Reply
  2. Fredric Coe, MD

    Kim sent this by email: I was very curious about people’s responses and would be definitely be interested in people’s suggestions or input

    Reply
  3. Fredric Coe, MD

    By email – Still interested!
    Just don’t have anything to contribute.

    Reply
  4. Fredric Coe, MD

    Robert sent this by email: Don’t know much about “smart” bottles but do swear by a low-tech alternative.
    Never did like water straight.
    Bought a clear plastic water bottle which holds 28 oz of water but also has an insert in which you can place fruit, cinnamon sticks, etc. Mine is by “Young and More.” They even have recipes you can try to jazz up the water. There are many other bottles like this on the market. Works for me.

    Reply
  5. Fredric Coe, MD

    Michele sent this by email: Not interested in web apps. I just had my 5th lithotripsy for a one cm stone and another 9mm stone sitting right next to it. I will have it analyzed but I believe it’s calcium oxalate like the others. I passed some large 3mm fragments along with smaller ones without a stent. Not much pain. Will have a kub done in a few weeks and probably see a nephrologist for 24 hour urine and any help she give. This obviously isn’t my first rodeo and I’ve been dealing with this since I’m in my late 20’s and now mid 50’s. I don’t believe I keep making new stones but they grow from the nidus left from small fragments. I have however, incorporated some good solid lifestyle changes that I read about on your site and others which I’ve never done before. I don’t have a problem with citrate as far as my last 24 hour urine. My issue seems to be with sodium, oxalate and low urine ph. It would seem I’d have a problem with uric acid stones but not the case. I’ve started drinking lemon water daily mixed with crystal light, (not crazy about the aspartame and yellow dye.) Also, gone on a much lower sodium diet, cut out all the protein and nuts and trying to lose weight as I’m diabetic as well. Taking Theralith xr and when checking ph of my urine it has increased from 5 to 6 on urine strip. I already drink about 14 – 16 glasses of water per day. Hoping for the best and any advice is always appreciated. Love your website and got so much info there.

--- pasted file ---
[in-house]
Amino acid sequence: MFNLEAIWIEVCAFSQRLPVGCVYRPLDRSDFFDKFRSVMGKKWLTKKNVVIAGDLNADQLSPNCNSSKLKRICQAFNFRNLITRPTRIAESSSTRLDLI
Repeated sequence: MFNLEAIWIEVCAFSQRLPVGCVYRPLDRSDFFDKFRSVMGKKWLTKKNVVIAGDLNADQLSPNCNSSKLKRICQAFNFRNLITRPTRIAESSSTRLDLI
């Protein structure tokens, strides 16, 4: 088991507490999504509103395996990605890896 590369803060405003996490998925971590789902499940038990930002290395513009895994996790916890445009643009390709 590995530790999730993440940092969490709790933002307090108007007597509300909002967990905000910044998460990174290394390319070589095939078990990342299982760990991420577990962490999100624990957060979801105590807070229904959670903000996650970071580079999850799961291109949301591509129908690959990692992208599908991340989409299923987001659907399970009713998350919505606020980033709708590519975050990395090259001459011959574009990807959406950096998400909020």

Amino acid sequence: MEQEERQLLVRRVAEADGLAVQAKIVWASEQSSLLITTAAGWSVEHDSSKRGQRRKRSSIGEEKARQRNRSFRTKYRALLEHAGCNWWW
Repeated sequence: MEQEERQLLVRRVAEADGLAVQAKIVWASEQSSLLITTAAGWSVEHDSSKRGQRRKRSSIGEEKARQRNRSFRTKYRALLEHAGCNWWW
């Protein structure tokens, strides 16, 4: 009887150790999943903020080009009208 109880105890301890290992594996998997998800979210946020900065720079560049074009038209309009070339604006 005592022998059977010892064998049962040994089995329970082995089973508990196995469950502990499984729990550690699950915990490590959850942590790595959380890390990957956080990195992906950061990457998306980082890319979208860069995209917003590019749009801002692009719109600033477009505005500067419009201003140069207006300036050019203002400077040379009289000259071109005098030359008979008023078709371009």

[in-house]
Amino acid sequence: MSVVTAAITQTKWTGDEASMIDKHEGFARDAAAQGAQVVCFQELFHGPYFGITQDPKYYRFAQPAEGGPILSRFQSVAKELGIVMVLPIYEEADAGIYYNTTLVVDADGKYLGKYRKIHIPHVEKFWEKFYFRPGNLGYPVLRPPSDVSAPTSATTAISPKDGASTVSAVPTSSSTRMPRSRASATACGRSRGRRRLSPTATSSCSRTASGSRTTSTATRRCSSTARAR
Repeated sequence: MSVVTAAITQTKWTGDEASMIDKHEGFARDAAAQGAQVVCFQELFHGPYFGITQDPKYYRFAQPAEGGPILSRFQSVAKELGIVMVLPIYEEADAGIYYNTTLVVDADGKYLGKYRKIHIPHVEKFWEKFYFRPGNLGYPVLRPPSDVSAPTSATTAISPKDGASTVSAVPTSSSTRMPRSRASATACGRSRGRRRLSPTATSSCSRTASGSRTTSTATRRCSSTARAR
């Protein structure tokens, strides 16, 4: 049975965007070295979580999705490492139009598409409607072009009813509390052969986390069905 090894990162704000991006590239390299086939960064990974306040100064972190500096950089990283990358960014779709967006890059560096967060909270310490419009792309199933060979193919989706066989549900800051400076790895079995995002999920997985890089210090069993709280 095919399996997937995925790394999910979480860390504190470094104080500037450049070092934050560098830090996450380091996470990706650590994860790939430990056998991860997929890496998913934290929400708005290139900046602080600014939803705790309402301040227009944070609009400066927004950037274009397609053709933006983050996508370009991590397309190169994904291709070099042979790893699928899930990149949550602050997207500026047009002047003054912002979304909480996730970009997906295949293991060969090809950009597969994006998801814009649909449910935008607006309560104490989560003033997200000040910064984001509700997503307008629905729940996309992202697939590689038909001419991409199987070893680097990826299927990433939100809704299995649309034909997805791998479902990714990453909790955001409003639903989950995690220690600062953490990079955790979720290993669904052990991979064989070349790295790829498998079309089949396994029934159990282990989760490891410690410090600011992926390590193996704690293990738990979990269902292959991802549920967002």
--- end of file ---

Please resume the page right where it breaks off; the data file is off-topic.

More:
Reply
  6. Fredric Coe, MD

    Brenda sent this by email: Not interested

    Reply
  7. Fredric Coe, MD

    Francis sent this email: Smart bottles are interesting.

    Reply
  8. Fredric Coe, MD

    I use my fitness pal because you can set your sodium intake and it let’s you know when you’re getting close to your limit. You can also reorganize it for your diet so you get less carbs, more proteins, etc. I personally don’t usually track my water because I drink a lot of water but my fitness pal also let’s you do that.

    Thanks,

    Anne

    Reply
  9. Fredric Coe, MD

    Bob sent this by email: not of interest

    Reply
  10. Fredric Coe, MD

    Bill sent this by email: Fred

    I also use my fitness pal to track my intakes. Seems to work good. I monitor my water intake, the old way, I have 4-6 16 oz bottles of water with me daily and I know I’m good when there empty!!

    Your articles are fantastic and I’m honored to be on your mailing list. Thank you

    Reply

Leave a Reply